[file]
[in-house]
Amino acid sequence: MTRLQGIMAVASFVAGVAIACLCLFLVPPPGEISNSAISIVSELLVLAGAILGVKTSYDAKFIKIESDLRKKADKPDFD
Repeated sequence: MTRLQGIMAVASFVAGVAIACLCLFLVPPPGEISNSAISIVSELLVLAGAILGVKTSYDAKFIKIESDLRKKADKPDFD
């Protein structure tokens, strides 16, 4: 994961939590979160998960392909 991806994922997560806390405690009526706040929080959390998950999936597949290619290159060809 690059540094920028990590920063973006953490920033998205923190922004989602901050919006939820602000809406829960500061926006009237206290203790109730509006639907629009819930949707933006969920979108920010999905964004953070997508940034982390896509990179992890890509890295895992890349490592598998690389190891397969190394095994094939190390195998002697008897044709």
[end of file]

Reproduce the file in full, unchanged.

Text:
[in-house]
Amino acid sequence: MTRLQGIMAVASFVAGVAIACLCLFLVPPPGEISNSAISIVSELLVLAGAILGVKTSYDAKFIKIESDLRKKADKPDFD
Repeated sequence: MTRLQGIMAVASFVAGVAIACLCLFLVPPPGEISNSAISIVSELLVLAGAILGVKTSYDAKFIKIESDLRKKADKPDFD
């Protein structure tokens, strides 16, 4: 994961939590979160998960392909 991806994922997560806390405690009526706040929080959390998950999936597949290619290159060809 690059540094920028990590920063973006953490920033998205923190922004989602901050919006939820602000809406829960500061926006009237206290203790109730509006639907629009819930949707933006969920979108920010999905964004953070997508940034982390896509990179992890890509890295895992890349490592598998690389190891397969190394095994094939190390195998002697008897044709």